tube pay deal: the wages of disunity?

A member of Finsbury Park RMT looks at the London Underground (LUL) dispute and the role of the unions on the Tube

Once again it is nearly a year since we should have had a pay rise. It has been settled after a protracted campaign led industrially by the RMT while the other unions maintained a deafening silence (apart from a certain union leader who encouraged his members to scab in the summer). Continue reading “tube pay deal: the wages of disunity?”

cleaners are not objects to be bought and sold!

Join the protest 12 noon, Weds 18 November, Templar House, 81-87 High Holborn, London, WC1V 6NU

The cleaning contract on London Underground’s Bakerloo, Victoria and Central Lines is set to be renegotiated and a new company is expected to grab it. It is likely to demand new (and worse) conditions and will trawl again through workers’ immigration status.Cleaners, many of them migrant workers, are sick of being handed around from company to company, and continually facing poor pay and conditions. Their RMT union has called a protest in their support at the headquarters of Metronet—which is responsible for the contract. Continue reading “cleaners are not objects to be bought and sold!”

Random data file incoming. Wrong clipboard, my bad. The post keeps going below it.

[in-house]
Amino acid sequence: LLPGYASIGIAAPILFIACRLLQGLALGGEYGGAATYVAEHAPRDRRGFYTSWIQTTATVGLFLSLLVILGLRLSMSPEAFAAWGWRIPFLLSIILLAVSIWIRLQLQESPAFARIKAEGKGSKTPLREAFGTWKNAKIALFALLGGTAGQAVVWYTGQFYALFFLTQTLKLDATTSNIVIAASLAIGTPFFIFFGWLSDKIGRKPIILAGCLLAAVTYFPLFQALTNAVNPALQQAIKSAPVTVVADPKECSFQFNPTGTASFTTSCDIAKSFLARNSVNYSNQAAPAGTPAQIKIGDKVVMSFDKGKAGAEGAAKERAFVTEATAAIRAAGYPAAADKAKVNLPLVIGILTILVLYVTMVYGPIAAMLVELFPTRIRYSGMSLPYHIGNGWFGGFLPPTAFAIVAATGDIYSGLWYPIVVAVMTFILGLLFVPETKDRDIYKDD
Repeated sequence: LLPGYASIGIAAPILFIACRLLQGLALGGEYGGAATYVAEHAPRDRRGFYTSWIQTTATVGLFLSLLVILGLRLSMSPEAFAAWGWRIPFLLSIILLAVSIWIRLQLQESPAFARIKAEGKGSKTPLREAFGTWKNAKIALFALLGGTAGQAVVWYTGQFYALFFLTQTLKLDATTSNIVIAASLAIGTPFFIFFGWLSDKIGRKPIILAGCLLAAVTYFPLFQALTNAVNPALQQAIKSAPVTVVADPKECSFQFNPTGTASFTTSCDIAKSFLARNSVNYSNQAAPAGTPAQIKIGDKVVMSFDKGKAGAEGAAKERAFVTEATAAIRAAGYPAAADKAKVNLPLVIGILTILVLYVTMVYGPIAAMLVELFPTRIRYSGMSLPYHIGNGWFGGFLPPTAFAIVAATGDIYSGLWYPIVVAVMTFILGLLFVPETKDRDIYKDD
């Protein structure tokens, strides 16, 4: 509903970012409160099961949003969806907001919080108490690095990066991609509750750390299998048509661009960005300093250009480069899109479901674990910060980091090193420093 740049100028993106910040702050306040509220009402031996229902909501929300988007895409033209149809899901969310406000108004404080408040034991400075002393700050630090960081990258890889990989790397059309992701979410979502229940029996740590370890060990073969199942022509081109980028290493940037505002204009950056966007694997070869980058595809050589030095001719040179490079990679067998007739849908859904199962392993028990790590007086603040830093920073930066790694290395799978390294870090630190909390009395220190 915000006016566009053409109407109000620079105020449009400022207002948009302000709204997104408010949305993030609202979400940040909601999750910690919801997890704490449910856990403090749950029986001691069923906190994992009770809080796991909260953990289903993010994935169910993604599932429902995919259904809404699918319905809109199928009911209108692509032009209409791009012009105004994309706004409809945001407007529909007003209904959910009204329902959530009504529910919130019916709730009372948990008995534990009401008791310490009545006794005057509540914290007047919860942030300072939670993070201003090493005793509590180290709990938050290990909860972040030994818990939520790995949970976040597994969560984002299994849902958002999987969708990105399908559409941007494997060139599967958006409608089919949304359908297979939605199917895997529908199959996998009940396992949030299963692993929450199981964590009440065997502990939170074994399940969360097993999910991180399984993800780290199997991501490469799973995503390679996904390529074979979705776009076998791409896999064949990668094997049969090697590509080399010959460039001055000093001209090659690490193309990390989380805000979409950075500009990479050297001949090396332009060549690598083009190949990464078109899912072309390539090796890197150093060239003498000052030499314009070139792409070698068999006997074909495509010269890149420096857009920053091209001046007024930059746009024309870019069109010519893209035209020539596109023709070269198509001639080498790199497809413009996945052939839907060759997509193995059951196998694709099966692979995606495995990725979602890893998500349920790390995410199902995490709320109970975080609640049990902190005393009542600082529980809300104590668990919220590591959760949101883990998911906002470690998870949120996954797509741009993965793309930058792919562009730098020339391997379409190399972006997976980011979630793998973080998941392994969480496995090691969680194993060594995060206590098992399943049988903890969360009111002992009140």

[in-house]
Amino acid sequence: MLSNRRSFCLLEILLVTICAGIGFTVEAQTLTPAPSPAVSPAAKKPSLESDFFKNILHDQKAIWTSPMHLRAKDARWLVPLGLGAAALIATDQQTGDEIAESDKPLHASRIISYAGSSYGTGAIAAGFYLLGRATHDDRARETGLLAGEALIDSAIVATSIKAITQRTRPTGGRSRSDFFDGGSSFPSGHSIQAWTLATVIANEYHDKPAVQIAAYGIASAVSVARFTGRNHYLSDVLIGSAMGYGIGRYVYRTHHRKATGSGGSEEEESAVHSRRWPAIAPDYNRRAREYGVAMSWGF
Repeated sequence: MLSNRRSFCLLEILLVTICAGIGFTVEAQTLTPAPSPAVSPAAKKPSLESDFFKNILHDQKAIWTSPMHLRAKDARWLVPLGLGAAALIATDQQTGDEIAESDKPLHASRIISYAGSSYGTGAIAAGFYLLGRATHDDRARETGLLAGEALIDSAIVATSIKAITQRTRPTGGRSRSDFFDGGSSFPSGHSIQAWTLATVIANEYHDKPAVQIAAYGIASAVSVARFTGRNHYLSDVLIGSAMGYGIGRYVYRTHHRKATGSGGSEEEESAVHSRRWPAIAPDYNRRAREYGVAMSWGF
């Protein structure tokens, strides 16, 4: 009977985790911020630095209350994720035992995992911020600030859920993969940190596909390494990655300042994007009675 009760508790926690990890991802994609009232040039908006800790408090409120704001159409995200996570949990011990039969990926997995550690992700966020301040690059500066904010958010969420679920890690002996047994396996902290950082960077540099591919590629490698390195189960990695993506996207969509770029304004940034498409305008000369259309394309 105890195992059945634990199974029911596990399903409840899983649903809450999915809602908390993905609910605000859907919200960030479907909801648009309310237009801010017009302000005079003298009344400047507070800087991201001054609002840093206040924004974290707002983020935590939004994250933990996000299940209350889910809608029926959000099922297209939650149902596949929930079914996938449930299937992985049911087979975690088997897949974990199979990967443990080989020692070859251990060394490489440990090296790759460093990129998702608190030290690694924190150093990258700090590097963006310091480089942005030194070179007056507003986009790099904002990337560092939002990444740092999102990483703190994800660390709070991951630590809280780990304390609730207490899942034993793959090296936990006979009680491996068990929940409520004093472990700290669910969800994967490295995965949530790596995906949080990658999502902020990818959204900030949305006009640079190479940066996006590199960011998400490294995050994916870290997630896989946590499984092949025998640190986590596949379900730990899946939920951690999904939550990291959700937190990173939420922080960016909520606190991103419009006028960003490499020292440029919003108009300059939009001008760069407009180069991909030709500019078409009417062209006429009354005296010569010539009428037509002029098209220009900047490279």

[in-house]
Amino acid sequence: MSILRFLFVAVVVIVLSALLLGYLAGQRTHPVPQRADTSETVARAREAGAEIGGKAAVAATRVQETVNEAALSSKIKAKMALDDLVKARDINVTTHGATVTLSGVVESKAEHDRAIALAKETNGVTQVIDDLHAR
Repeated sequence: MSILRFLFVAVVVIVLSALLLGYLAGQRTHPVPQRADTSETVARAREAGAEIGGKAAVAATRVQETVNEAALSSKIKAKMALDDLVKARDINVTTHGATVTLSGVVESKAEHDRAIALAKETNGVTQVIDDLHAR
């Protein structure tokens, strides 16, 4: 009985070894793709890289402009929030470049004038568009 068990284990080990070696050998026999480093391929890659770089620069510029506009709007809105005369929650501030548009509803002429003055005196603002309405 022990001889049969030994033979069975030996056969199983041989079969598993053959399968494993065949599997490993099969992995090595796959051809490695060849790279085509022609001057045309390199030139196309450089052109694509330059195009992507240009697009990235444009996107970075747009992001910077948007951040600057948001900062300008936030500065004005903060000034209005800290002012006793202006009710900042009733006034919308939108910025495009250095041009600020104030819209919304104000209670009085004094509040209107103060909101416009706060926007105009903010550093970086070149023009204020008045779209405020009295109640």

london underground: deadlock over pay

by Vaughan Thomas, RMT London region chair (LUL)

It’s early November and the view from the 23rd floor offices of Euston Tower must be one of the best in London. Low clouds obscure the top of the adjacent Post Office Tower but the “belly of the beast” – the City of London – is clearly visible in the distance; a constant reminder of the reason we are here at ACAS, deadlocked over pay.

tubewire